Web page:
Truss bridge over the Big Thompson river, looking towards Big Dam

Just up the river from the falls a big, old, truss-style bridge’s white, wooden arches rise high above the normally calm surface below. Its open slat flooring is always good for a vertiginous thrill when crossing on foot. Wheeling bats can be found at dusk among the steel cables anchoring the span to huge iron eyelets sunk into the very bedrock of the canyon walls. It is a landmark, a part of history from when this tiny, county road was the only way up the canyon and a major thoroughfare for Lovelanders wanting to get up north to Fort Collins. Now, debris is caught and piling against the up-river side of the bridge and, as the pressure mounts, she breaks free from her moorings to crumple forward, groaning, steel cables parting to whip as the structure kneels to the flood. The eyes of the neighborhood, hypnotized, watch the old bridge break free and go over the falls into memory.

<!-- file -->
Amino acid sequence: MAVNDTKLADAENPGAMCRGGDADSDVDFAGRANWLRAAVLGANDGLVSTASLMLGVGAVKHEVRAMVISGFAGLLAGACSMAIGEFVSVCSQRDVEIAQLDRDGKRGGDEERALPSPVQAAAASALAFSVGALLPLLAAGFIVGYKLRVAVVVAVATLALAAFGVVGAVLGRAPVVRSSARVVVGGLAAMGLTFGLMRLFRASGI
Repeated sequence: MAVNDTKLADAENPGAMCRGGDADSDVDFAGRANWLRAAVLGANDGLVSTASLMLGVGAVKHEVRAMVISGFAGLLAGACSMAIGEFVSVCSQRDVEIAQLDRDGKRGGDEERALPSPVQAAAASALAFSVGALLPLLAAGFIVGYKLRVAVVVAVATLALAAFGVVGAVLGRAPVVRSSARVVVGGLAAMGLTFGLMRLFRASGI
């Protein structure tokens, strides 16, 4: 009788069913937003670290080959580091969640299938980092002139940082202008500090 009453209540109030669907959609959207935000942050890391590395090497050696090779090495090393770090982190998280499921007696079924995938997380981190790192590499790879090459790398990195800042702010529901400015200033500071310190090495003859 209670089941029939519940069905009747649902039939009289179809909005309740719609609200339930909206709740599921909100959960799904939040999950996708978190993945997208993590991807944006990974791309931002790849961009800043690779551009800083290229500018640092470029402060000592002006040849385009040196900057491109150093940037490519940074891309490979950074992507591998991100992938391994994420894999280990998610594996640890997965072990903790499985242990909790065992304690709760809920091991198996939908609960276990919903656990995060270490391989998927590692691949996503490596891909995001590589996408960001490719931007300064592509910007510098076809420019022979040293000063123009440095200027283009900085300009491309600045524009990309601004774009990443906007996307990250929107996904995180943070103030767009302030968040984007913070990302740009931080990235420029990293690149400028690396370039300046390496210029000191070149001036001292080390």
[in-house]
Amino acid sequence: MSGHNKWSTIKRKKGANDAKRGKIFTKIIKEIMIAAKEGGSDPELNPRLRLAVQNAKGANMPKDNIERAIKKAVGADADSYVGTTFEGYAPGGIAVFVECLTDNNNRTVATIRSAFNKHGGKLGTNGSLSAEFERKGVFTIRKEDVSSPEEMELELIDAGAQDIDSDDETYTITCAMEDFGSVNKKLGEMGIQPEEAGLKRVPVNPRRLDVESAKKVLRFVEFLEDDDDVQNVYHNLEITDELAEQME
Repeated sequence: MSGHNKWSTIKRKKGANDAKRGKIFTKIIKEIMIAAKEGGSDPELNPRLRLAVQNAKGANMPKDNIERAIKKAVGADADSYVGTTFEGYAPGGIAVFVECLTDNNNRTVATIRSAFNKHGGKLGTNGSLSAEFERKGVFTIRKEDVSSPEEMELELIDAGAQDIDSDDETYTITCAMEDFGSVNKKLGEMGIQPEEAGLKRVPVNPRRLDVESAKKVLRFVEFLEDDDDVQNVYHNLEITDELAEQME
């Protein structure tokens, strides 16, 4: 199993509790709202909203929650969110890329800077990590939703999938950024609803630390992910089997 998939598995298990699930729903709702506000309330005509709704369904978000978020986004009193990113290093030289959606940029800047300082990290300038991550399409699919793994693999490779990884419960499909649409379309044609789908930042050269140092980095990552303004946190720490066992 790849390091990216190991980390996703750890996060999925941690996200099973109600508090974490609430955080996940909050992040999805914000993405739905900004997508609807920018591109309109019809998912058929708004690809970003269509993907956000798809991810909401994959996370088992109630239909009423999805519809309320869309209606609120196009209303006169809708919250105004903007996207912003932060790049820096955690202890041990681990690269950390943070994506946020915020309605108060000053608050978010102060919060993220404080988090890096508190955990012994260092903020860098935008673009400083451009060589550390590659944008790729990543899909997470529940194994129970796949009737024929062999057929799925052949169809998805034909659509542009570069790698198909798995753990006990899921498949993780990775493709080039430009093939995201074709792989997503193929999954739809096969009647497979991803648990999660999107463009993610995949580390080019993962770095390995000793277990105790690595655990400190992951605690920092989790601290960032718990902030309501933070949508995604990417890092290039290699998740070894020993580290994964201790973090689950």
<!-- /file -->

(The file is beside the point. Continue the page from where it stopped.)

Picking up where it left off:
My mother always swore she saw someone clinging to a log that night. That she saw a car with people in it. Trailers. Moving people. And that she saw these things go over the falls. Just tumble away into the violent white and then … more and more; pieces of lives coming to tumble and churn over the drop. At first she watches, her sense of helpless horror growing, then she turns away, unable to continue as witness. Picturing her own family, she remembers me alone at home, with an irrigation ditch behind the house fed by this very same river. At that concern, spoken aloud, all so affected hurried back to their homes to see if evacuation or sandbagging is in order.

Ironically, the ditch behind our house, running full just the evening before, is dry but for the merest of trickles. Later we learn this is not because the gates have been closed intentionally but rather by debris. Consequently and much to my childish dismay, I sleep through the night and miss all the excitement.

Continued: A Flood of Memories – Part 2 – The Big Thompson Flood of 1976

 

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6 Responses to “A Flood of Memories – Part 1 of 3